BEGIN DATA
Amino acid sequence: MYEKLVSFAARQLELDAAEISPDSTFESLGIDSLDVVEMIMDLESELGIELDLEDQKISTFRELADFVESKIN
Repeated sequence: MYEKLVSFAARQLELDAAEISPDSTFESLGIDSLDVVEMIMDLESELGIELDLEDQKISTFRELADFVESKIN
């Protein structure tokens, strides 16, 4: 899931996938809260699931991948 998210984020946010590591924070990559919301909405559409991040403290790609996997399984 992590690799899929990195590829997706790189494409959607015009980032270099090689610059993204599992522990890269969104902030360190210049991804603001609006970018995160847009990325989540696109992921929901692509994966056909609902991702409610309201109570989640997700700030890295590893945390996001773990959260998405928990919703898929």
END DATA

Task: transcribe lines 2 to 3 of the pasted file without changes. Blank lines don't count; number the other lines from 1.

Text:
Repeated sequence: MYEKLVSFAARQLELDAAEISPDSTFESLGIDSLDVVEMIMDLESELGIELDLEDQKISTFRELADFVESKIN
């Protein structure tokens, strides 16, 4: 899931996938809260699931991948 998210984020946010590591924070990559919301909405559409991040403290790609996997399984 992590690799899929990195590829997706790189494409959607015009980032270099090689610059993204599992522990890269969104902030360190210049991804603001609006970018995160847009990325989540696109992921929901692509994966056909609902991702409610309201109570989640997700700030890295590893945390996001773990959260998405928990919703898929």